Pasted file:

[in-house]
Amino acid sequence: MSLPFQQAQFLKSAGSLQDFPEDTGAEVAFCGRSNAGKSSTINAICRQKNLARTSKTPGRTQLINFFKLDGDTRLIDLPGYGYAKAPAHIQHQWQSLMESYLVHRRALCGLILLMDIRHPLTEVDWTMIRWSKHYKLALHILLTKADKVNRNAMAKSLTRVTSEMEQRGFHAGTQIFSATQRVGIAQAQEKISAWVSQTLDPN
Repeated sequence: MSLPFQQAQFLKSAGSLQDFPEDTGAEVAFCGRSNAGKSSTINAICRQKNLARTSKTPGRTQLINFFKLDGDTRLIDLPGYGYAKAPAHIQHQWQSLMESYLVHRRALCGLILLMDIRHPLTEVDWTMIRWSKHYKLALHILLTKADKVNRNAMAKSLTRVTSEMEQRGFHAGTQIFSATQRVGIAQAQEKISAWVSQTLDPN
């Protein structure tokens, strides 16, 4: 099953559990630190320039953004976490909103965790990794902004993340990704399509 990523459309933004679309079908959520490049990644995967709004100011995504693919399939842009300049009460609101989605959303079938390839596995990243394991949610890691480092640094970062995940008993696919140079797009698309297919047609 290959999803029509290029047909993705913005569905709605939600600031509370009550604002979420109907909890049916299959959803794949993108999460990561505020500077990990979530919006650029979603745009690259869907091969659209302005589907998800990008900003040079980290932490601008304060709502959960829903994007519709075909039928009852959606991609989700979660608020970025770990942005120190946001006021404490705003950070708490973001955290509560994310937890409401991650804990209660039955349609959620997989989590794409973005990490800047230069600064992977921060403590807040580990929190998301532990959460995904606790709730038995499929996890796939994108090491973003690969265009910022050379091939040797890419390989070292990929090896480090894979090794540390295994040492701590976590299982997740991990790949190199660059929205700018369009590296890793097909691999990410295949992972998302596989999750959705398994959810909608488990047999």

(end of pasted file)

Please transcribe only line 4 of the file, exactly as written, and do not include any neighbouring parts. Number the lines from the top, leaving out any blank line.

């Protein structure tokens, strides 16, 4: 099953559990630190320039953004976490909103965790990794902004993340990704399509 990523459309933004679309079908959520490049990644995967709004100011995504693919399939842009300049009460609101989605959303079938390839596995990243394991949610890691480092640094970062995940008993696919140079797009698309297919047609 290959999803029509290029047909993705913005569905709605939600600031509370009550604002979420109907909890049916299959959803794949993108999460990561505020500077990990979530919006650029979603745009690259869907091969659209302005589907998800990008900003040079980290932490601008304060709502959960829903994007519709075909039928009852959606991609989700979660608020970025770990942005120190946001006021404490705003950070708490973001955290509560994310937890409401991650804990209660039955349609959620997989989590794409973005990490800047230069600064992977921060403590807040580990929190998301532990959460995904606790709730038995499929996890796939994108090491973003690969265009910022050379091939040797890419390989070292990929090896480090894979090794540390295994040492701590976590299982997740991990790949190199660059929205700018369009590296890793097909691999990410295949992972998302596989999750959705398994959810909608488990047999």